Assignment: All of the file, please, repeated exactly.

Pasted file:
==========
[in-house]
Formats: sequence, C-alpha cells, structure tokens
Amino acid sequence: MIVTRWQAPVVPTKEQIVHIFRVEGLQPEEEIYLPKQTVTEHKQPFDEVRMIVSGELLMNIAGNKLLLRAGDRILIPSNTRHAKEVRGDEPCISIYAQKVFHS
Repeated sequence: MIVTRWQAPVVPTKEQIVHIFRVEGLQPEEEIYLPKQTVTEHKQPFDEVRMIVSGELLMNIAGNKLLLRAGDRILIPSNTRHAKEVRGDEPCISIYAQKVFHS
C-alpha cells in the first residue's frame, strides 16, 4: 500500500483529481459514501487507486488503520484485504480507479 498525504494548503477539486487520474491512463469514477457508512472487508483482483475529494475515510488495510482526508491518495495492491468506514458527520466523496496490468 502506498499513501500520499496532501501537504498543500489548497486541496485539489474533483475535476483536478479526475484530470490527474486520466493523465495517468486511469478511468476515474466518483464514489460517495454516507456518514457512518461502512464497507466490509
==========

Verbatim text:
[in-house]
Formats: sequence, C-alpha cells, structure tokens
Amino acid sequence: MIVTRWQAPVVPTKEQIVHIFRVEGLQPEEEIYLPKQTVTEHKQPFDEVRMIVSGELLMNIAGNKLLLRAGDRILIPSNTRHAKEVRGDEPCISIYAQKVFHS
Repeated sequence: MIVTRWQAPVVPTKEQIVHIFRVEGLQPEEEIYLPKQTVTEHKQPFDEVRMIVSGELLMNIAGNKLLLRAGDRILIPSNTRHAKEVRGDEPCISIYAQKVFHS
C-alpha cells in the first residue's frame, strides 16, 4: 500500500483529481459514501487507486488503520484485504480507479 498525504494548503477539486487520474491512463469514477457508512472487508483482483475529494475515510488495510482526508491518495495492491468506514458527520466523496496490468 502506498499513501500520499496532501501537504498543500489548497486541496485539489474533483475535476483536478479526475484530470490527474486520466493523465495517468486511469478511468476515474466518483464514489460517495454516507456518514457512518461502512464497507466490509